Tuesday, 25 January 2011
Manifesto for Media Education
In David Buckingham's essay for the Manifesto for Media Education he writes:
In my view, we can make the case much more effectively by showing in concrete ways what and how children can learn about media. Most of the critics of media education do not have even the faintest idea of what it actually looks like in practice. Media education can be intellectually challenging; it can involve intense and rigorous forms of creativity; and it can engage learners in ways that many other school subjects do not. Even experienced teachers can be positively surprised by the quality and sophistication of students' thinking as they engage in media education activities - and by the forms of oral and written work that result from it. Like any other school subject, media education can also be undemanding and boring, and it can result in pointless 'busywork'. I am not calling here for rose-tinted accounts of 'good practice', of the kind that most teachers tend to find somewhat implausible. Rather, we need to come up with evidence that media education actually works - that it can engage, challenge and motivate young people, as well as enabling them to understand and to participate more fully in the media culture that surrounds them.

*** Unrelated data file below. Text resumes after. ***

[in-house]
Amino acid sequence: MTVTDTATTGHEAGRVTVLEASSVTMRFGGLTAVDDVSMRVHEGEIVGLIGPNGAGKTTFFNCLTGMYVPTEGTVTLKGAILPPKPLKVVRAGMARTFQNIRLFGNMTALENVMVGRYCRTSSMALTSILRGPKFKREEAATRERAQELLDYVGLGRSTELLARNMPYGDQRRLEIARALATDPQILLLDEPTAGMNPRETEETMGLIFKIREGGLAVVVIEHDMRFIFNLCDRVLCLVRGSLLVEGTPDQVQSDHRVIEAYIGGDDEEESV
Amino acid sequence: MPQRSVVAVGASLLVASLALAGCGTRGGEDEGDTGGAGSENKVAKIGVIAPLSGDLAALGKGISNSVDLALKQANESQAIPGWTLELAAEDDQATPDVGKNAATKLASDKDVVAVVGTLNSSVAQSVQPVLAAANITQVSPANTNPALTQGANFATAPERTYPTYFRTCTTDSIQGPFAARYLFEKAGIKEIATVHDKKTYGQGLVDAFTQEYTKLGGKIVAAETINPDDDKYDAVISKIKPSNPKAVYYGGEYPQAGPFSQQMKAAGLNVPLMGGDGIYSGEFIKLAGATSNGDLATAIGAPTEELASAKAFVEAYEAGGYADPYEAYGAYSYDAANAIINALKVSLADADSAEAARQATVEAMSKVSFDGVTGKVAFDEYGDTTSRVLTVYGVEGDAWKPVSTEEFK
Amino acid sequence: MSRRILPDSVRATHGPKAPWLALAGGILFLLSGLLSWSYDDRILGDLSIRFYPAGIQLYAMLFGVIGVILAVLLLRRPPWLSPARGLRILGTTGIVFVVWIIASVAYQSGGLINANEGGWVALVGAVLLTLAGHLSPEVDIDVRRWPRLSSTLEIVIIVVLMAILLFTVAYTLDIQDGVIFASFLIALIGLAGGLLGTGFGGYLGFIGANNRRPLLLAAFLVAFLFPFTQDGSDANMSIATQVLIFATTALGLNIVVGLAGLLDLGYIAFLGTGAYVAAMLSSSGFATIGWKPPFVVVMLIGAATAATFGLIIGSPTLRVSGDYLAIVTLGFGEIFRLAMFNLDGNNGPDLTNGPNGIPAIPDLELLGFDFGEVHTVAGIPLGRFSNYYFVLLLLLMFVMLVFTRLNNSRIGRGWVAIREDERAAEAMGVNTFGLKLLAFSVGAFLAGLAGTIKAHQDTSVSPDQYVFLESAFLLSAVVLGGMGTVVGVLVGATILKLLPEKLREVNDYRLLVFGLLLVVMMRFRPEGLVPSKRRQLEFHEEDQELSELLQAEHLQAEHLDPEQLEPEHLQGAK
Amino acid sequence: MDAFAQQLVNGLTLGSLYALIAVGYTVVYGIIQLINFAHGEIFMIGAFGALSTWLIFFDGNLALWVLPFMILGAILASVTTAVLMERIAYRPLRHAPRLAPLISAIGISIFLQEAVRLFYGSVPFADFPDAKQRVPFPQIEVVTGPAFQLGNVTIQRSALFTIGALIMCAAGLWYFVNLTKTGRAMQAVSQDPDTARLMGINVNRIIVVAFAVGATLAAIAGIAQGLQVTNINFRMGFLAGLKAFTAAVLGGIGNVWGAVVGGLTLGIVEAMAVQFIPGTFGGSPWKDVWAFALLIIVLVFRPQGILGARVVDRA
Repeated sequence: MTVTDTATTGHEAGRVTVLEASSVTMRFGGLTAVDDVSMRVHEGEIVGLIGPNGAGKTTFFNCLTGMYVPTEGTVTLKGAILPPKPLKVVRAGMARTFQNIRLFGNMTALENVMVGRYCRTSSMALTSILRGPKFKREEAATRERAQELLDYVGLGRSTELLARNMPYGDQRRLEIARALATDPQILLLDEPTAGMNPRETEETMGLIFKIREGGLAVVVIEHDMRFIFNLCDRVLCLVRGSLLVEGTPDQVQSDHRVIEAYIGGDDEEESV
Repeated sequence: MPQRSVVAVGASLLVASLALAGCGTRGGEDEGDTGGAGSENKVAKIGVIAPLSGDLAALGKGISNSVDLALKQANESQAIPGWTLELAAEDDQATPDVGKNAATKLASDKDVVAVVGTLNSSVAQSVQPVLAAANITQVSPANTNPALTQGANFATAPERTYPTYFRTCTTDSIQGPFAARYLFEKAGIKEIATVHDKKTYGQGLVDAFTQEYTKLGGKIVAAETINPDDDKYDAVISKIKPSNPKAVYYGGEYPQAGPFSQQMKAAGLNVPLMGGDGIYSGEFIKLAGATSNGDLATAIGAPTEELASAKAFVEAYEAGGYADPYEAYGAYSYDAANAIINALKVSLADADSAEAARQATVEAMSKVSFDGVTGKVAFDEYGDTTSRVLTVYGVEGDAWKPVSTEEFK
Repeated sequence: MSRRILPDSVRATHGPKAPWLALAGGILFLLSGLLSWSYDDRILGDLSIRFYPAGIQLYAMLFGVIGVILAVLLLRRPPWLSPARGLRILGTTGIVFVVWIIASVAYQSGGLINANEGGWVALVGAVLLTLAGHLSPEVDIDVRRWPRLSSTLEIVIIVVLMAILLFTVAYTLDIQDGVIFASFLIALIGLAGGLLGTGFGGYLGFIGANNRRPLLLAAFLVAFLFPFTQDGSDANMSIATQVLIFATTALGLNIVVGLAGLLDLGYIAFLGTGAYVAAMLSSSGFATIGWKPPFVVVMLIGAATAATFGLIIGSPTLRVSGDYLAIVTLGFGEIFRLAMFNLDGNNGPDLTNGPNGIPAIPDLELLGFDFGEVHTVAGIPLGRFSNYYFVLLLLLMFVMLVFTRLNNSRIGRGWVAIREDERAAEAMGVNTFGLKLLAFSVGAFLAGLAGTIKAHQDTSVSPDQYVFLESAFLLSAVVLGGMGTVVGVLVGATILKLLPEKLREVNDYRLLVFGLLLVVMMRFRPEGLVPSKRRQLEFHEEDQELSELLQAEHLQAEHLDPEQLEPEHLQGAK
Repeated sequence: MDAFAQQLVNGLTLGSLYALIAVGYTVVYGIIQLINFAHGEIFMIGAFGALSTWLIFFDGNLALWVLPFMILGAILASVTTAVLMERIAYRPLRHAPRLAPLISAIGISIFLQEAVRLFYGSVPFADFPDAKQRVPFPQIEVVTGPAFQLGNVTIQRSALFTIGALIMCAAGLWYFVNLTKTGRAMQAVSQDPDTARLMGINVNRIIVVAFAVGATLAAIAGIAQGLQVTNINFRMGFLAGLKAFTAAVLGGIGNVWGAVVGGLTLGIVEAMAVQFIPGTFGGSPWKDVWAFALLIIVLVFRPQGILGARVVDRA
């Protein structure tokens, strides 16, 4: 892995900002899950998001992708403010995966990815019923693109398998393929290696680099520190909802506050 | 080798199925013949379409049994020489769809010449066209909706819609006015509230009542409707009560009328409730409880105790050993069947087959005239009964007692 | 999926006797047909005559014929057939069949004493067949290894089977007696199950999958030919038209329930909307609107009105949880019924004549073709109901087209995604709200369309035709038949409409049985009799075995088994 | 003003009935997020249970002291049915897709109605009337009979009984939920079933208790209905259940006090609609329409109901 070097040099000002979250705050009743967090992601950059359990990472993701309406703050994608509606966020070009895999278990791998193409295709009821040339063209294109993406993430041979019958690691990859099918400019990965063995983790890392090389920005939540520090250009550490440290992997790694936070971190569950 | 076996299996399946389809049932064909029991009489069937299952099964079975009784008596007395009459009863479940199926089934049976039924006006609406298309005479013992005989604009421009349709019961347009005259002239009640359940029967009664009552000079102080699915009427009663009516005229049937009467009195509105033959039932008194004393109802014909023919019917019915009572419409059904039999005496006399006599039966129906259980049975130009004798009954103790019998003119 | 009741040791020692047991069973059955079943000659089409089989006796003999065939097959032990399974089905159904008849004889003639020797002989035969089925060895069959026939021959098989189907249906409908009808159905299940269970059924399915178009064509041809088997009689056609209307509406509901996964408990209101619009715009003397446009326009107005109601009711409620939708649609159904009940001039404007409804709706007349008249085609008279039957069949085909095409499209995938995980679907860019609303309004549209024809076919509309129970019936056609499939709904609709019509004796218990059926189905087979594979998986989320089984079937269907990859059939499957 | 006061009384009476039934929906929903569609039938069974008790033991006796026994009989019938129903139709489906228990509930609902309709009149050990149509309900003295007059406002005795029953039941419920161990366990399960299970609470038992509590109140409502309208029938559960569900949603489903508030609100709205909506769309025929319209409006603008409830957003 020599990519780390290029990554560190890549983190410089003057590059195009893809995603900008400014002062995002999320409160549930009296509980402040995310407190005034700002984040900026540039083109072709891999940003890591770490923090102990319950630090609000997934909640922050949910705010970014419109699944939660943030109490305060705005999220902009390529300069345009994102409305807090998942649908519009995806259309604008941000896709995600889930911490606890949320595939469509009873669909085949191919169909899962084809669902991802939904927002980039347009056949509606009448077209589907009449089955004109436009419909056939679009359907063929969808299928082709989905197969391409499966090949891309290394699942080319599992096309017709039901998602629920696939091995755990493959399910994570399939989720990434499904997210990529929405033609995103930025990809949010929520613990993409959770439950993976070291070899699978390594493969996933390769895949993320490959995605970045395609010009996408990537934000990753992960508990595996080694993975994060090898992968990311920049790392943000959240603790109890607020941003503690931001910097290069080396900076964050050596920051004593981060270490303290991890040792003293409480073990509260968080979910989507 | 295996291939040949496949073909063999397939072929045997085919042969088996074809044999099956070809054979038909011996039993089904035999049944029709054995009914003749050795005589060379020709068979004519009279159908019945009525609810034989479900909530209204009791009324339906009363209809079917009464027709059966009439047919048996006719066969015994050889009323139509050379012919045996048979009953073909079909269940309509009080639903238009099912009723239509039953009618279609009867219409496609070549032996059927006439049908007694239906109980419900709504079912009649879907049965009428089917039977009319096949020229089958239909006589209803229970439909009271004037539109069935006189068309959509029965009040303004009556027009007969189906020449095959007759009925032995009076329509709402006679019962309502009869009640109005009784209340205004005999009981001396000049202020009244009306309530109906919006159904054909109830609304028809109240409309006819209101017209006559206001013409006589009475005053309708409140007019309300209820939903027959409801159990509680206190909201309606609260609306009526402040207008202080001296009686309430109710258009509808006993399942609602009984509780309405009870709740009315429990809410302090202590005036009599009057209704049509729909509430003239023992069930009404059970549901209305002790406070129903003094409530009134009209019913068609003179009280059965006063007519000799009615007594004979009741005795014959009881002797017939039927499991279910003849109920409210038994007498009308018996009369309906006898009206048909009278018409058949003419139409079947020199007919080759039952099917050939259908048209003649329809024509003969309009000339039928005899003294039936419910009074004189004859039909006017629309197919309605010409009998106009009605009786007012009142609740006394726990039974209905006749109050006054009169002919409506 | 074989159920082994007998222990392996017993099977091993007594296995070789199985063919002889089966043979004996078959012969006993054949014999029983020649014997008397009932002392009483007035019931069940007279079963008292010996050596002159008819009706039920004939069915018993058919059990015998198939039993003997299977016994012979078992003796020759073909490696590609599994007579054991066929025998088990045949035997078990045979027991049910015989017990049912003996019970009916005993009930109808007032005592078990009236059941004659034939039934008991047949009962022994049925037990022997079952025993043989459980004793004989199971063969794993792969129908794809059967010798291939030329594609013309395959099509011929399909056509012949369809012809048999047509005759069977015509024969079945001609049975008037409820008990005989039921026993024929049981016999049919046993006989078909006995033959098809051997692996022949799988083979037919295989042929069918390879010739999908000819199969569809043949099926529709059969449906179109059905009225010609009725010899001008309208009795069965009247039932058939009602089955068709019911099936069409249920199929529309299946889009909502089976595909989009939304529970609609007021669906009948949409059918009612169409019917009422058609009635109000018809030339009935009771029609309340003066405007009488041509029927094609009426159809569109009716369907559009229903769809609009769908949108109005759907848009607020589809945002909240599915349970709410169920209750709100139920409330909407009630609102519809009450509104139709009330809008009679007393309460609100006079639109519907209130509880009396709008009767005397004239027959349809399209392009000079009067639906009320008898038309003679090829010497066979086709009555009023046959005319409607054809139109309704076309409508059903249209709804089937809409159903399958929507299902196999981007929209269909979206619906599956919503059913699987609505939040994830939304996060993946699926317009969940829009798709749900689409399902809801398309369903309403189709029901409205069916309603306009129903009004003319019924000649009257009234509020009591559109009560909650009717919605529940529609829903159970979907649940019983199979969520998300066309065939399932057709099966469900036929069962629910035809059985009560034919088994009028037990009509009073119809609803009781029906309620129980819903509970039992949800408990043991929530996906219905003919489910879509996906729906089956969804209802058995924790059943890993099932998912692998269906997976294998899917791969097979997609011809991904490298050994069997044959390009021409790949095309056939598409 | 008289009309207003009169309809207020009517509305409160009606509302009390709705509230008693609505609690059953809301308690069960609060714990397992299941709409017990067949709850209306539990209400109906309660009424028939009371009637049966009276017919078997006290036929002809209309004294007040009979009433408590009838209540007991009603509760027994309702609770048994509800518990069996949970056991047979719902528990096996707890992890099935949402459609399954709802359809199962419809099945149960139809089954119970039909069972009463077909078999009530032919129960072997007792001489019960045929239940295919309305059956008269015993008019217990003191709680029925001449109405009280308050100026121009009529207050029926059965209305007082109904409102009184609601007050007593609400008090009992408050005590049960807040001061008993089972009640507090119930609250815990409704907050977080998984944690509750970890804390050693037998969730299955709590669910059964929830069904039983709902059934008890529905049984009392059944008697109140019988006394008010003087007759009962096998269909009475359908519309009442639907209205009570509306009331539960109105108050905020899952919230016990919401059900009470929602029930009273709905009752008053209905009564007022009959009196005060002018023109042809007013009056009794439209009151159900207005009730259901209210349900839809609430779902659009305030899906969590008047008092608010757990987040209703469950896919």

Here, here Prof. B ! Follow this blog to be shown "in concrete ways what and how children can learn about media" - messily, discursively but as it happens...